Rabbits now affect more than 300 threatened species in Australia, double the number estimated in 2008.
The Federal Department of Environment wants public comment on its updated control plan, ahead of the expected release of a new calicivirus strain in autumn.
Shoalhaven’s use of biological control has been limited to the poison Pindone since last August.
Works and Services Manager Tony Fraser says “Council’s involvement is very localised and driven by community groups showing interest in rabbit control on our land”.
“Our role is about coordinating and encouraging groups, including private landowners, to ensure they have the basic training required to release Pindone.”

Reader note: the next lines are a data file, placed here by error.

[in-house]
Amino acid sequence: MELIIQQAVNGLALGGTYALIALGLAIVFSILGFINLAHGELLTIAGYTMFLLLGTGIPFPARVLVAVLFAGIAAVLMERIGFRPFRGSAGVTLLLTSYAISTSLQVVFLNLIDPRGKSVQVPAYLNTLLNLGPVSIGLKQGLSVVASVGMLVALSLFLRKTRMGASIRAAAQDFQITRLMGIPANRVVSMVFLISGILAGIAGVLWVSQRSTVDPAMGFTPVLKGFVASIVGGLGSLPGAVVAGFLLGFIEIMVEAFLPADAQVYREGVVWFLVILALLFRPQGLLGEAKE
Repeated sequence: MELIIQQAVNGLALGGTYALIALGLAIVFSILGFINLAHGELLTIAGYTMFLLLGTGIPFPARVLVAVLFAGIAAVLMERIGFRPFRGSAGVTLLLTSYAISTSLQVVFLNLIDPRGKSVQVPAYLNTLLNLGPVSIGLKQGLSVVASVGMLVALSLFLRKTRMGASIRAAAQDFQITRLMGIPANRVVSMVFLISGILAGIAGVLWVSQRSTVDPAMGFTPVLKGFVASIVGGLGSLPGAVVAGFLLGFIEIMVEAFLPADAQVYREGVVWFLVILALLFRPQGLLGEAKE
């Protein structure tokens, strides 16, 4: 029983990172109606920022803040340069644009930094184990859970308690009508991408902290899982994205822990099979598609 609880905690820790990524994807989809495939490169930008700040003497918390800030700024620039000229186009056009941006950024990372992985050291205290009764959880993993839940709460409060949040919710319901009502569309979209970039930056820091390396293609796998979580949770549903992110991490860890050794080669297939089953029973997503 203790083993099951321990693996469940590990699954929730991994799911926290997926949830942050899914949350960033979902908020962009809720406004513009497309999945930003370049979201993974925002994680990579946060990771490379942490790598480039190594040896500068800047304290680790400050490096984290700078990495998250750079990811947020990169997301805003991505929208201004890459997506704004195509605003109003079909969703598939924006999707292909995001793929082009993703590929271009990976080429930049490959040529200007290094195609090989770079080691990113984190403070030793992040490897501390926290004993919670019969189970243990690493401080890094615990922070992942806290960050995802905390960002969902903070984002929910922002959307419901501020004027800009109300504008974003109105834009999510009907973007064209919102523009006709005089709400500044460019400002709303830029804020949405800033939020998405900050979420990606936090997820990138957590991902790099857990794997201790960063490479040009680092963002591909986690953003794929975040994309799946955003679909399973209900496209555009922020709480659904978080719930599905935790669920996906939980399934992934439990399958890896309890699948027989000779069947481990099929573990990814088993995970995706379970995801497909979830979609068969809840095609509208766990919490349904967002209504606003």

According to Charlie Signorelli from Local Land Services, the government body that oversees land management in NSW, “Shoalhaven Council is a bit of a shining light - if a lot of other councils took their lead, the benefits to the community would be far more widespread”.